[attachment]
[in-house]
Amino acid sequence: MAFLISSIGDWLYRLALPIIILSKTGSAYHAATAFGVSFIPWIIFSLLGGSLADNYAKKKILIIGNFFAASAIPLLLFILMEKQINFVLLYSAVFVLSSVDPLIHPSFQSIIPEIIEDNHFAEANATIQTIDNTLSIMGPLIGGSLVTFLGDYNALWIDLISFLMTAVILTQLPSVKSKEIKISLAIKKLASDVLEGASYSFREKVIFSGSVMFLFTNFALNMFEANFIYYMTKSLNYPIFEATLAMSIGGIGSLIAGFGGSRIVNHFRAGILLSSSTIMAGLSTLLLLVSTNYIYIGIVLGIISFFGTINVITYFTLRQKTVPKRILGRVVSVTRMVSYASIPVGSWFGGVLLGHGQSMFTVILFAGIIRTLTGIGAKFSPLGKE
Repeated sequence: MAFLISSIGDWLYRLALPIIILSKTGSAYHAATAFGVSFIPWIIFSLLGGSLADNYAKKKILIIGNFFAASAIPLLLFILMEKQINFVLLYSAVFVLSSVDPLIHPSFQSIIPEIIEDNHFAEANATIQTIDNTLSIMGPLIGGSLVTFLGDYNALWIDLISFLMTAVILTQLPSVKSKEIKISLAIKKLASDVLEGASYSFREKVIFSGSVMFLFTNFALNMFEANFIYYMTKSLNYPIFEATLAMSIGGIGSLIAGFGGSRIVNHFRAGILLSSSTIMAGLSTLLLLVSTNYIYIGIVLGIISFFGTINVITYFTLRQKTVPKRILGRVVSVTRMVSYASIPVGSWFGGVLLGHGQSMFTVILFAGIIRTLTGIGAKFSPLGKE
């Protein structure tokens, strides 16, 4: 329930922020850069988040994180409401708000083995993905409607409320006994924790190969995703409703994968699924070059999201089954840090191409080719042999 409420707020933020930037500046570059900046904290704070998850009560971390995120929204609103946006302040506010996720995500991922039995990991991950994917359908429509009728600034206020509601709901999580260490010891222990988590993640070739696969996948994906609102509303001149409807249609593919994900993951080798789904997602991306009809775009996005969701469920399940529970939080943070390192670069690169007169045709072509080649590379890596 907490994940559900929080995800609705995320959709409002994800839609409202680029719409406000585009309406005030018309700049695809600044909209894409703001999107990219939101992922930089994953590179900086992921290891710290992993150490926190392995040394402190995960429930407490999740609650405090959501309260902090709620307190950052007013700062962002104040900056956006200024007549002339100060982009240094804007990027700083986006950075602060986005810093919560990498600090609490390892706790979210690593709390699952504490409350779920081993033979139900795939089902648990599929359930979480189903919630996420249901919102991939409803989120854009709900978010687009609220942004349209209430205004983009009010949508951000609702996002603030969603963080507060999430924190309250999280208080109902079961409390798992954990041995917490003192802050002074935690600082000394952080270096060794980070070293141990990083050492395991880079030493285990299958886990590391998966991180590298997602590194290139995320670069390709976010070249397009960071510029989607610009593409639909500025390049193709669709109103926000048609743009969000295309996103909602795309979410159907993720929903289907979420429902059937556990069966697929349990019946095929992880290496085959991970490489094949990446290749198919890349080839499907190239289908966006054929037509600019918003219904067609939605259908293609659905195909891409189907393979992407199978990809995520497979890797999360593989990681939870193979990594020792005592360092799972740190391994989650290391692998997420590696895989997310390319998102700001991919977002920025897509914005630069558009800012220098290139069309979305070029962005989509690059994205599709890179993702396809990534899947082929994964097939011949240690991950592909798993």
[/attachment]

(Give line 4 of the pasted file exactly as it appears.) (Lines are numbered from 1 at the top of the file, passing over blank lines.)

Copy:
């Protein structure tokens, strides 16, 4: 329930922020850069988040994180409401708000083995993905409607409320006994924790190969995703409703994968699924070059999201089954840090191409080719042999 409420707020933020930037500046570059900046904290704070998850009560971390995120929204609103946006302040506010996720995500991922039995990991991950994917359908429509009728600034206020509601709901999580260490010891222990988590993640070739696969996948994906609102509303001149409807249609593919994900993951080798789904997602991306009809775009996005969701469920399940529970939080943070390192670069690169007169045709072509080649590379890596 907490994940559900929080995800609705995320959709409002994800839609409202680029719409406000585009309406005030018309700049695809600044909209894409703001999107990219939101992922930089994953590179900086992921290891710290992993150490926190392995040394402190995960429930407490999740609650405090959501309260902090709620307190950052007013700062962002104040900056956006200024007549002339100060982009240094804007990027700083986006950075602060986005810093919560990498600090609490390892706790979210690593709390699952504490409350779920081993033979139900795939089902648990599929359930979480189903919630996420249901919102991939409803989120854009709900978010687009609220942004349209209430205004983009009010949508951000609702996002603030969603963080507060999430924190309250999280208080109902079961409390798992954990041995917490003192802050002074935690600082000394952080270096060794980070070293141990990083050492395991880079030493285990299958886990590391998966991180590298997602590194290139995320670069390709976010070249397009960071510029989607610009593409639909500025390049193709669709109103926000048609743009969000295309996103909602795309979410159907993720929903289907979420429902059937556990069966697929349990019946095929992880290496085959991970490489094949990446290749198919890349080839499907190239289908966006054929037509600019918003219904067609939605259908293609659905195909891409189907393979992407199978990809995520497979890797999360593989990681939870193979990594020792005592360092799972740190391994989650290391692998997420590696895989997310390319998102700001991919977002920025897509914005630069558009800012220098290139069309979305070029962005989509690059994205599709890179993702396809990534899947082929994964097939011949240690991950592909798993």